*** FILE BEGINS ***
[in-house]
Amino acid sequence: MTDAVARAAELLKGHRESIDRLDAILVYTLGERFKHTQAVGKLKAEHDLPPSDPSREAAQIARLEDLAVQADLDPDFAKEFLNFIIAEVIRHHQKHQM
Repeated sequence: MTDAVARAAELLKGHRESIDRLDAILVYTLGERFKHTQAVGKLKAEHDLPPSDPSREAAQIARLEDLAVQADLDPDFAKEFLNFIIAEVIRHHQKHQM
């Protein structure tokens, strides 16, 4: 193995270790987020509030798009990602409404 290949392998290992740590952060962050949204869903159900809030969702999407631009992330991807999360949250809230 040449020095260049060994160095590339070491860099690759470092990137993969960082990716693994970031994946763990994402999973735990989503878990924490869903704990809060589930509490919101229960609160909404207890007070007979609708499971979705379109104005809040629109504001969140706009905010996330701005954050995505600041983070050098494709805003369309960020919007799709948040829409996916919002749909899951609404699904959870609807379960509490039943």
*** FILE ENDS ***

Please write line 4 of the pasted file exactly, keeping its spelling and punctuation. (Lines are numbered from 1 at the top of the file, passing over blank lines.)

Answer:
């Protein structure tokens, strides 16, 4: 193995270790987020509030798009990602409404 290949392998290992740590952060962050949204869903159900809030969702999407631009992330991807999360949250809230 040449020095260049060994160095590339070491860099690759470092990137993969960082990716693994970031994946763990994402999973735990989503878990924490869903704990809060589930509490919101229960609160909404207890007070007979609708499971979705379109104005809040629109504001969140706009905010996330701005954050995505600041983070050098494709805003369309960020919007799709948040829409996916919002749909899951609404699904959870609807379960509490039943």